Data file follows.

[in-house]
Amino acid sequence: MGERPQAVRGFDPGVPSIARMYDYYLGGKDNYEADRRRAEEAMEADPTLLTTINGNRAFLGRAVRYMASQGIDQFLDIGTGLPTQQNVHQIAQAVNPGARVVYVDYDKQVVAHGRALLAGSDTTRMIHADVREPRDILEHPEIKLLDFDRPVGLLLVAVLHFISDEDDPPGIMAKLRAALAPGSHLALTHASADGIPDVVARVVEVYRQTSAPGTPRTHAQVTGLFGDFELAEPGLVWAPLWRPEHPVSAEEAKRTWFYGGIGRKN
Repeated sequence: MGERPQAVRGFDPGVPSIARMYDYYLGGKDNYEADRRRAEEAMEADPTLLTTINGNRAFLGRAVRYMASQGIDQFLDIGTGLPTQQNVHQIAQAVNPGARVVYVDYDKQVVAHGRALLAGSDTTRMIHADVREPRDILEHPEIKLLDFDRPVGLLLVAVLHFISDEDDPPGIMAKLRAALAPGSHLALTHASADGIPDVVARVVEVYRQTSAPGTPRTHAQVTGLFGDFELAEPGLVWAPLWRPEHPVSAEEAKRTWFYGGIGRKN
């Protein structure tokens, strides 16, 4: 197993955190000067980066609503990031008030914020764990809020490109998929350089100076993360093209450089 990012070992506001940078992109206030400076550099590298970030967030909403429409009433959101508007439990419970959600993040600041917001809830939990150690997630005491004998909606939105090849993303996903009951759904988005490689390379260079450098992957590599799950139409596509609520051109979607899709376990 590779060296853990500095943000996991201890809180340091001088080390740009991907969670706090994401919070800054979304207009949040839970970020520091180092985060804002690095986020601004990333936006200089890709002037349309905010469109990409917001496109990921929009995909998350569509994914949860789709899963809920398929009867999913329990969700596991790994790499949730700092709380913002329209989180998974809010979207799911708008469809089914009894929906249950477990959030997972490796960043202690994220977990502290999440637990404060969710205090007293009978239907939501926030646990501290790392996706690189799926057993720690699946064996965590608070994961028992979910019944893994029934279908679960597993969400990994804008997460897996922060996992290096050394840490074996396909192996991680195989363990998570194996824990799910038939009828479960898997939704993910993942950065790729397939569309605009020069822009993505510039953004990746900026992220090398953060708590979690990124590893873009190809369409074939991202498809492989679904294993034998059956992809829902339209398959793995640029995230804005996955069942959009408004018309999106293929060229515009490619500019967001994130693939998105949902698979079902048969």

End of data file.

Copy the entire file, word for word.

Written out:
[in-house]
Amino acid sequence: MGERPQAVRGFDPGVPSIARMYDYYLGGKDNYEADRRRAEEAMEADPTLLTTINGNRAFLGRAVRYMASQGIDQFLDIGTGLPTQQNVHQIAQAVNPGARVVYVDYDKQVVAHGRALLAGSDTTRMIHADVREPRDILEHPEIKLLDFDRPVGLLLVAVLHFISDEDDPPGIMAKLRAALAPGSHLALTHASADGIPDVVARVVEVYRQTSAPGTPRTHAQVTGLFGDFELAEPGLVWAPLWRPEHPVSAEEAKRTWFYGGIGRKN
Repeated sequence: MGERPQAVRGFDPGVPSIARMYDYYLGGKDNYEADRRRAEEAMEADPTLLTTINGNRAFLGRAVRYMASQGIDQFLDIGTGLPTQQNVHQIAQAVNPGARVVYVDYDKQVVAHGRALLAGSDTTRMIHADVREPRDILEHPEIKLLDFDRPVGLLLVAVLHFISDEDDPPGIMAKLRAALAPGSHLALTHASADGIPDVVARVVEVYRQTSAPGTPRTHAQVTGLFGDFELAEPGLVWAPLWRPEHPVSAEEAKRTWFYGGIGRKN
């Protein structure tokens, strides 16, 4: 197993955190000067980066609503990031008030914020764990809020490109998929350089100076993360093209450089 990012070992506001940078992109206030400076550099590298970030967030909403429409009433959101508007439990419970959600993040600041917001809830939990150690997630005491004998909606939105090849993303996903009951759904988005490689390379260079450098992957590599799950139409596509609520051109979607899709376990 590779060296853990500095943000996991201890809180340091001088080390740009991907969670706090994401919070800054979304207009949040839970970020520091180092985060804002690095986020601004990333936006200089890709002037349309905010469109990409917001496109990921929009995909998350569509994914949860789709899963809920398929009867999913329990969700596991790994790499949730700092709380913002329209989180998974809010979207799911708008469809089914009894929906249950477990959030997972490796960043202690994220977990502290999440637990404060969710205090007293009978239907939501926030646990501290790392996706690189799926057993720690699946064996965590608070994961028992979910019944893994029934279908679960597993969400990994804008997460897996922060996992290096050394840490074996396909192996991680195989363990998570194996824990799910038939009828479960898997939704993910993942950065790729397939569309605009020069822009993505510039953004990746900026992220090398953060708590979690990124590893873009190809369409074939991202498809492989679904294993034998059956992809829902339209398959793995640029995230804005996955069942959009408004018309999106293929060229515009490619500019967001994130693939998105949902698979079902048969």